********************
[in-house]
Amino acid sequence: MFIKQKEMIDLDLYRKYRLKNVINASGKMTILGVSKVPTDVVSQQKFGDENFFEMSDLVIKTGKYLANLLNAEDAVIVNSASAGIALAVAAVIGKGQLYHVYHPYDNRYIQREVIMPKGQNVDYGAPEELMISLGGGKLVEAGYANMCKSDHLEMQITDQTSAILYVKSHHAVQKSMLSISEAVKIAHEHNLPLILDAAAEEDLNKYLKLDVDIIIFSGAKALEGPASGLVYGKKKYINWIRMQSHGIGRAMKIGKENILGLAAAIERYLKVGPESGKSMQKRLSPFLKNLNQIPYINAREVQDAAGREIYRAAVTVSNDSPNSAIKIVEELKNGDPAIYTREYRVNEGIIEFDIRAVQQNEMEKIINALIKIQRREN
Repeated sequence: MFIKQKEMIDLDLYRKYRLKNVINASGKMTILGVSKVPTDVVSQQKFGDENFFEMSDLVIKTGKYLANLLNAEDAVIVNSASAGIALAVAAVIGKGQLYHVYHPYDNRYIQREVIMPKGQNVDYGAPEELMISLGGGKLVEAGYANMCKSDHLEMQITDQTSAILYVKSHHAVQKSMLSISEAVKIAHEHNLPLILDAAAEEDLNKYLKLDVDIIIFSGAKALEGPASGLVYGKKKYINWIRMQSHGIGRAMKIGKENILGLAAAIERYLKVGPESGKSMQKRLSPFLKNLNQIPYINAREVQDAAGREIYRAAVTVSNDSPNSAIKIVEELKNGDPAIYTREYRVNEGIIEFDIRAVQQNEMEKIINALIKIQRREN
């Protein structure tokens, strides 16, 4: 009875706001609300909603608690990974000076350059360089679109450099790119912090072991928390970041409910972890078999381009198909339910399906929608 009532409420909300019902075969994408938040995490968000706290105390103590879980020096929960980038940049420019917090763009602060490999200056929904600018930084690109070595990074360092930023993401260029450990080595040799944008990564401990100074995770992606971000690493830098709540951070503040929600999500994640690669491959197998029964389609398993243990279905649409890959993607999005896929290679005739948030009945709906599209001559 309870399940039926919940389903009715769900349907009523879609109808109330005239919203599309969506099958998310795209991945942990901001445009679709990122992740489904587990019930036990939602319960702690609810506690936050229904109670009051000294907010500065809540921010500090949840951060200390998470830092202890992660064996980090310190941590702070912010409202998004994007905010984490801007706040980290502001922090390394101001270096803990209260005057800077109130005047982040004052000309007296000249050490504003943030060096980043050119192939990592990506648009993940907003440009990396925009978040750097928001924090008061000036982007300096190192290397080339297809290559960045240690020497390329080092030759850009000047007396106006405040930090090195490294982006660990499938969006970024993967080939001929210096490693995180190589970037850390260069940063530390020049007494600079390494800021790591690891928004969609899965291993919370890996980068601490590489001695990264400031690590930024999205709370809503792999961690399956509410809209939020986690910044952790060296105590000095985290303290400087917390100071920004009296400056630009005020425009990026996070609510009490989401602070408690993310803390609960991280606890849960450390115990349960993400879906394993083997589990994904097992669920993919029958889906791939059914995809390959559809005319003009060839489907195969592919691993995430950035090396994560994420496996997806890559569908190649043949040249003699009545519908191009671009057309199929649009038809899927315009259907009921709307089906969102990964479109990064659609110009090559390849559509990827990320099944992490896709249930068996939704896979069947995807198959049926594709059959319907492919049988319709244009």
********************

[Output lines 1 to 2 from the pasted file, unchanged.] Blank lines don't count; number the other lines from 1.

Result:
[in-house]
Amino acid sequence: MFIKQKEMIDLDLYRKYRLKNVINASGKMTILGVSKVPTDVVSQQKFGDENFFEMSDLVIKTGKYLANLLNAEDAVIVNSASAGIALAVAAVIGKGQLYHVYHPYDNRYIQREVIMPKGQNVDYGAPEELMISLGGGKLVEAGYANMCKSDHLEMQITDQTSAILYVKSHHAVQKSMLSISEAVKIAHEHNLPLILDAAAEEDLNKYLKLDVDIIIFSGAKALEGPASGLVYGKKKYINWIRMQSHGIGRAMKIGKENILGLAAAIERYLKVGPESGKSMQKRLSPFLKNLNQIPYINAREVQDAAGREIYRAAVTVSNDSPNSAIKIVEELKNGDPAIYTREYRVNEGIIEFDIRAVQQNEMEKIINALIKIQRREN